Since his installation, Pope Francis has impressed much of the world with his humility. Shunning the ostentatious outfits worn by his predecessors, the new Pope has exchanged red silk shoes for regular black leather ones, a golden crucifix around his neck for a plain iron one and ditched altogether the furred ermine stoles we often saw Pope Benedict wear. He’s chosen not to live in the luxury of the Apostolic “palace,” but in community with other priests in a nearby dormitory. He has washed the feet of prisoners, including notably two women, one a Muslim, both papal firsts. He even picked up his own luggage and paid his own bill at the hotel used during the Conclave.
Humble style isn’t new for Pope Francis. As an archbishop he lived in a simple downtown apartment, took the bus to work, and cooked his own meals. He was a challenging example of a true pastoral heart to the priests who served under his care. He once stated that he believed too many priests had become administrators rather than pastors.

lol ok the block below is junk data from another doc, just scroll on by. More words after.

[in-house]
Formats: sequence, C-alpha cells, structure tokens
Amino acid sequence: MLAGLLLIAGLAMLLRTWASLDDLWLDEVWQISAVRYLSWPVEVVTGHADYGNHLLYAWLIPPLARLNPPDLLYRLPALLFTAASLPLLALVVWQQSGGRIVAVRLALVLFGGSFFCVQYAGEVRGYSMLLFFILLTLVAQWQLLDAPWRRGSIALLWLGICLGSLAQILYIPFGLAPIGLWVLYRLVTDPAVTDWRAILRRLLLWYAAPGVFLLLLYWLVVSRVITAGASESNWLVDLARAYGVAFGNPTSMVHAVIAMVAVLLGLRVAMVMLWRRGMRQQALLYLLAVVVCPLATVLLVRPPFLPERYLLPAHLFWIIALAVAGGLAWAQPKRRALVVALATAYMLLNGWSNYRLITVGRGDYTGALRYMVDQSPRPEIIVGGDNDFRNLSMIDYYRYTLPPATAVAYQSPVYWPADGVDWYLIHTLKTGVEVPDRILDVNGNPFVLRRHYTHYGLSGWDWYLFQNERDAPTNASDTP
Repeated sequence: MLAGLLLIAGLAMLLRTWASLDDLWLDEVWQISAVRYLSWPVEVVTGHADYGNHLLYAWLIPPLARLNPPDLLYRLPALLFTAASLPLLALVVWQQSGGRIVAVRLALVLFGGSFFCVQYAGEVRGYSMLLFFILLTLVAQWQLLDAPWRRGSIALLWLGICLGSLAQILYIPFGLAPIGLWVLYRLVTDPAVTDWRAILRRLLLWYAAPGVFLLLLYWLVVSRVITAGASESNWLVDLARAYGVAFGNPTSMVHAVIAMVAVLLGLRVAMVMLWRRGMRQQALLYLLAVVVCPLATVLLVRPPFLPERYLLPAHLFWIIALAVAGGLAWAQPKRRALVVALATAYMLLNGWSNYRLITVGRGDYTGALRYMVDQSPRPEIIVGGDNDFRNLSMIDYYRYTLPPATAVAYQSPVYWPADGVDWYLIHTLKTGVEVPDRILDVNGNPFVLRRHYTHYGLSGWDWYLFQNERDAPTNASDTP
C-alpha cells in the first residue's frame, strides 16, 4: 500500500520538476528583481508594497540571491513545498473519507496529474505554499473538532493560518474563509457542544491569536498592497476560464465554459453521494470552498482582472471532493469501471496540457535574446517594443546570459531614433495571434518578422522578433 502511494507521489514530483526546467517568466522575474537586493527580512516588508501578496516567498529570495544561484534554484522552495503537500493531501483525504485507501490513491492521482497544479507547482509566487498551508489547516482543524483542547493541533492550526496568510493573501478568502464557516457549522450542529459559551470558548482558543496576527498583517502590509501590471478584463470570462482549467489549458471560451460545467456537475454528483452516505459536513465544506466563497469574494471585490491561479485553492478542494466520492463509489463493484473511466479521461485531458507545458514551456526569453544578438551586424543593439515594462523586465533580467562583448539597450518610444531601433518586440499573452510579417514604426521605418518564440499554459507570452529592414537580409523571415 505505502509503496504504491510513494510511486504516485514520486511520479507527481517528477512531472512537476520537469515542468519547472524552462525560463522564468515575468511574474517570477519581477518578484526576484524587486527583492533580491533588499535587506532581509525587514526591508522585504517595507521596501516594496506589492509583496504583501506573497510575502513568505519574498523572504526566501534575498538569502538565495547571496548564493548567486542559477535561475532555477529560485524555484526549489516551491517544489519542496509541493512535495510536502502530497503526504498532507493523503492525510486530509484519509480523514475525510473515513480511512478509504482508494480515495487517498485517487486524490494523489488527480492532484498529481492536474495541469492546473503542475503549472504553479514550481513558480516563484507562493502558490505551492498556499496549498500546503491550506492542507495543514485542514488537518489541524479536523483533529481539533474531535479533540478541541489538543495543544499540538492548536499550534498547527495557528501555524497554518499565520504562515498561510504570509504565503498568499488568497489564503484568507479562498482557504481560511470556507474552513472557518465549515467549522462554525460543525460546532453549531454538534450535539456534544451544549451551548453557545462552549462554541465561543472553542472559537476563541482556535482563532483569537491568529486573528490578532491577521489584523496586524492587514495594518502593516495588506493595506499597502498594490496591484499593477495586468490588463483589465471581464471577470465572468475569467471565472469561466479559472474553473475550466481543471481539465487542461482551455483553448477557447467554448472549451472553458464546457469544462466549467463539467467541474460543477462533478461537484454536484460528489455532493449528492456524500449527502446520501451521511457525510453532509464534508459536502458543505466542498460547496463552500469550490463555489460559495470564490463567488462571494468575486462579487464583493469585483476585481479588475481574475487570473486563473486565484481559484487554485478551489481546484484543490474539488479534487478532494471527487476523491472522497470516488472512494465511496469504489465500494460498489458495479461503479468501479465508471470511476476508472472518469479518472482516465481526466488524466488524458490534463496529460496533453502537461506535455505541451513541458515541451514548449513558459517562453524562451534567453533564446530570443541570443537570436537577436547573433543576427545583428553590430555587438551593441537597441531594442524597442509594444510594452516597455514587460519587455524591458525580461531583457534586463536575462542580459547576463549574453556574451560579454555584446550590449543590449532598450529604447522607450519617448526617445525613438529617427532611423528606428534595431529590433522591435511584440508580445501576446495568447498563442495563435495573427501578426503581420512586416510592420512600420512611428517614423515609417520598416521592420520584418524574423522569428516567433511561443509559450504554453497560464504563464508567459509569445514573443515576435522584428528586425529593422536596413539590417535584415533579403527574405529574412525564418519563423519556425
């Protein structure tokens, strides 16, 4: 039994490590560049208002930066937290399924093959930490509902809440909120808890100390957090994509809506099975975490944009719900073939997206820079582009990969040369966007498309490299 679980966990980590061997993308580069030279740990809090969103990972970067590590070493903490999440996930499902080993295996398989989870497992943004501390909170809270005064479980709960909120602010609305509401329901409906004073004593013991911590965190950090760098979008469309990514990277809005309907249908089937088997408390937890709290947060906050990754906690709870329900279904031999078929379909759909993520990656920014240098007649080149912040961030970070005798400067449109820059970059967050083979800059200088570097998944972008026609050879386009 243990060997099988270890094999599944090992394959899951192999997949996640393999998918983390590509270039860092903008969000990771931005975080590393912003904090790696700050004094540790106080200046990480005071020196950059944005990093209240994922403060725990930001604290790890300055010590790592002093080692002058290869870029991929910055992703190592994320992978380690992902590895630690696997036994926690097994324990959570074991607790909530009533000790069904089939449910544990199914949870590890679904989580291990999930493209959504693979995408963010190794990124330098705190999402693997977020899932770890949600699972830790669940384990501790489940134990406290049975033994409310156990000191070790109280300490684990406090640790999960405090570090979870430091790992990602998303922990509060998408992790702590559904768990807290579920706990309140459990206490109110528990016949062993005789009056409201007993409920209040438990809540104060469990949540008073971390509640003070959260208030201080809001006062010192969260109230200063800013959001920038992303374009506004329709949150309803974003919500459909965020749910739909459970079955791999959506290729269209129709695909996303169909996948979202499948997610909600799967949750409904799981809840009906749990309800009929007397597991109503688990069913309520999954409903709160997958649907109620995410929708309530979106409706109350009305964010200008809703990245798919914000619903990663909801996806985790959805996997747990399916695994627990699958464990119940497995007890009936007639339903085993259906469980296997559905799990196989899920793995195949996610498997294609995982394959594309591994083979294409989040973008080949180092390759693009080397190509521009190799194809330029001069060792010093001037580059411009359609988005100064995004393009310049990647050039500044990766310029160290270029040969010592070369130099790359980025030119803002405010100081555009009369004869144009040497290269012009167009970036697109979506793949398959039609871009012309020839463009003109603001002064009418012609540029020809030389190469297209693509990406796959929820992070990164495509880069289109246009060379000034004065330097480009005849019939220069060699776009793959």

Priests, he said, should strive to “go out to meet the people,” especially those who were not a part of his church. The pastor who confines himself in the rectory, he stated, is not an “authentic pastor.”
His lifestyle has been a powerful challenge to clergy excess and entitlement, for both Catholics and Protestants.
I know that most pastors live lives that we could call “simple.” We’re often underpaid, underappreciated and underwhelmed by the results of our ministries—both in our quality of life, and in our retirement accounts.
Yet we still see a flood of images of “successful” pastors. They’re living large. He or she leads a large congregation, lives in a large house, has a large book publishing deal and speaks to large conferences for large fees.
And it’s those pastors that many of us long to become.